TestComplete can recognize alert view controls of iOS Open Applications. This allows you to simulate actions on alert views using their methods and properties.
Alert view controls can include two types of objects: Buttons and Fields. Fields allow you to enter text; buttons are used to make a choice. Alert views also include a title and an optional message. For more information on getting an alert view’s title and message, see Getting Alert View Title and Message
It may take time for the alert view to appear. You can delay script execution until it becomes active. For more information on waiting for iOS objects, see Waiting for Objects in iOS Applications topic.
When entering text in fields or touching buttons, you can address them using their captions. Depending on the Use case-sensitive parameters project option, TestComplete treats the captions of buttons and fields as case-sensitive or case-insensitive. By default, this option is turned off, so you can ignore the letter case:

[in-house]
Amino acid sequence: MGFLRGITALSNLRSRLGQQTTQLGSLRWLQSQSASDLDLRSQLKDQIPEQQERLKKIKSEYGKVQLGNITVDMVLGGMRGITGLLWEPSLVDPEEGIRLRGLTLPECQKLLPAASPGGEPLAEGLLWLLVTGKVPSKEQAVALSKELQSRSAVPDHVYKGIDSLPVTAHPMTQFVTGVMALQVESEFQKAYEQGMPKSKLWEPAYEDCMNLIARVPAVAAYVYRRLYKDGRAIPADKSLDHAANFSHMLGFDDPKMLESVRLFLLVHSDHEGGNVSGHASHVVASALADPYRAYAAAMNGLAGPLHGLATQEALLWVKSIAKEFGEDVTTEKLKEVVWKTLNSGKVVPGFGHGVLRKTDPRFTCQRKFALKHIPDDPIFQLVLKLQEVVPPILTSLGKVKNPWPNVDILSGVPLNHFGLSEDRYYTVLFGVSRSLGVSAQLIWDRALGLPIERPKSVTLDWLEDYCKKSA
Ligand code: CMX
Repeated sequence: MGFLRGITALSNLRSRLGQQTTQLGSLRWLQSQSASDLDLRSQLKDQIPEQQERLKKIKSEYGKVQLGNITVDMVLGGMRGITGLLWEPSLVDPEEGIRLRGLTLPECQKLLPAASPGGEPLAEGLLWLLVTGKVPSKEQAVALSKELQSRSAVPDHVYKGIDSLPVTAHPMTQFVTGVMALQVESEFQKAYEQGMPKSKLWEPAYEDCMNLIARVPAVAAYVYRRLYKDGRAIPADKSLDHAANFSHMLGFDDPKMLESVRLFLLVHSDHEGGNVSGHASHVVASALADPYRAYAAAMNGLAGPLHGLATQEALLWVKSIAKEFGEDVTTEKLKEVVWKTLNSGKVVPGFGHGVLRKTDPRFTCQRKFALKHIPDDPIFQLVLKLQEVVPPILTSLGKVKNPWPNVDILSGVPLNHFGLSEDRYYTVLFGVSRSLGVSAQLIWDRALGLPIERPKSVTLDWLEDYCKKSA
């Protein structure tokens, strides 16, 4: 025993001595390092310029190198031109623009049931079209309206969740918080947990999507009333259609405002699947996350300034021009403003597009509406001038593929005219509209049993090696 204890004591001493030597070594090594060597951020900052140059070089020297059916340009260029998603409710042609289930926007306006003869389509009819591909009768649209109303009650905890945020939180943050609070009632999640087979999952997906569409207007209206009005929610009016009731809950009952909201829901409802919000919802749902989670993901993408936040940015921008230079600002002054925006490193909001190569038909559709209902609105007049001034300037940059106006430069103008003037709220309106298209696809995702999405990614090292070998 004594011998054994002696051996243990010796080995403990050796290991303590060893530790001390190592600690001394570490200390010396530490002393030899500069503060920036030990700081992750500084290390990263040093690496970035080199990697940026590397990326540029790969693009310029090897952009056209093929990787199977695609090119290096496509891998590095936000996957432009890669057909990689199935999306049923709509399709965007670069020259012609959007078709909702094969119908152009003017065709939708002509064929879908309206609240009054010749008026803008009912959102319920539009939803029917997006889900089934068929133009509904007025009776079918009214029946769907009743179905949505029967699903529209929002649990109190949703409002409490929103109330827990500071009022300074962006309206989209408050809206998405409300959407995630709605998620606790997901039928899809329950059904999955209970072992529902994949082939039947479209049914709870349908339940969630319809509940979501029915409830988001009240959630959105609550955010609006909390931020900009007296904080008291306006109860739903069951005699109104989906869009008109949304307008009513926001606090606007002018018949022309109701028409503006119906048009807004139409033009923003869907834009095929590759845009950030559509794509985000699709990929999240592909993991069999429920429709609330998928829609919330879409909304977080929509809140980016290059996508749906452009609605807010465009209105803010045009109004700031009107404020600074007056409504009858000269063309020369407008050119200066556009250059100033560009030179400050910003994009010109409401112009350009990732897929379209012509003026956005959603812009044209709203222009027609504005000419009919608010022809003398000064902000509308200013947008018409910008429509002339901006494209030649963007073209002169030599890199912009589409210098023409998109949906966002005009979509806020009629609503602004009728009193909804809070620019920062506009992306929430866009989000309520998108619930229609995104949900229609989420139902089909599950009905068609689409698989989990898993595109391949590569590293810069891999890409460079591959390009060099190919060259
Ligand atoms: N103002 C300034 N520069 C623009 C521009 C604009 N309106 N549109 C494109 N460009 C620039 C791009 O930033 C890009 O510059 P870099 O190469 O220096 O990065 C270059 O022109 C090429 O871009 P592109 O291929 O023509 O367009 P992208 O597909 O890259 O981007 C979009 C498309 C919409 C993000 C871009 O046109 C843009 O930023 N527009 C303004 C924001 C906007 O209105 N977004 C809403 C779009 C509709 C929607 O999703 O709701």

If the Use case-sensitive parameters option is checked, you need to use the appropriate case when specifying the captions:
alertview.TouchButton("Button") // Correct
alertview.TouchButton("button") // Incorrect!!!
Field text may change depending on the current application context. So, it is useful to address it only by the constant part of the text. To specify variable parts of text, you can use wildcard characters (* and ?) or regular expressions. The asterisk (*) corresponds to a string of any length (including an empty string), the question mark corresponds to any single character (including none). To specify more complicated parts of a caption, use regular expressions.
For example, your tested application’s alert view contains the UserName field whose contents depend on the user who is working with it: the text may be User1, TestUser, or Enter user name, if no user is logged in. In order to ensure recognition of the UserName field, you can replace the variable parts of the text with the * wildcard:
In this example, we placed a wildcard on both sides of the word User, since it can either precede or follow other text.